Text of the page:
Theatrically speaking, the second act is where the themes and situations set up in act one come to fruition, where preamble and character sketches develop into a genuine story. Taken in that spirit, Fitzgerald’s quotation looks even more cynical, especially since it’s so frequently true. The following musicians are the exceptions to this off-putting rule, the rare artists who managed to evolve while neither clinging to their early sound nor reinventing themselves to suit their times. In a perfect world, we’d all have second acts as well-conceived as these.

Dr. Dre

Being a member of N.W.A. must have been exhausting, what with the constant pressure to be harder than thou and true to the streets. As the hip-hop supergroup began to splinter in the early ‘90s, most of the members carried their personas through to their solo careers: Ice Cube raged against social and political machines, Eazy-E played the prankish horndog, MC Ren explored the intersection of funk and Islam.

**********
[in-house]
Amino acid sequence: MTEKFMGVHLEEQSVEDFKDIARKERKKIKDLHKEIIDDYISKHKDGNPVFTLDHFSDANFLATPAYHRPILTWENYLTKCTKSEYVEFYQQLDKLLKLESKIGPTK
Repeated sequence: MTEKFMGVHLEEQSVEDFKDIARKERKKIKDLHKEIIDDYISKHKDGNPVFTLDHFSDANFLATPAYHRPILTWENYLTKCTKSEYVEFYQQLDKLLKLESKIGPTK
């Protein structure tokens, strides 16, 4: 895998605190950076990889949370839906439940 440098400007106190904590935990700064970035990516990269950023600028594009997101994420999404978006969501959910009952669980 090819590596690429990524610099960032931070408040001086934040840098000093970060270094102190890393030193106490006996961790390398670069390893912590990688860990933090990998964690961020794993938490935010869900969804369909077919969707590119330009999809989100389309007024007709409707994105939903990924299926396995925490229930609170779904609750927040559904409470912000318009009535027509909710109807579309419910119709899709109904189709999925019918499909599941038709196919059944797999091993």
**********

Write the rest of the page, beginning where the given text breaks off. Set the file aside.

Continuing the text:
Producer and MC Dr. Dre looked to be heading in a similar direction with the release of his groundbreaking solo debut The Chronic, but it was that album’s guest appearance by an up-and-comer named Snoop Doggy Dogg that pointed the way to Dre’s greatest legacy. Over the next two decades, Dre served as producer/mentor for a string of artists who represented the ever-changing face of hip-hop.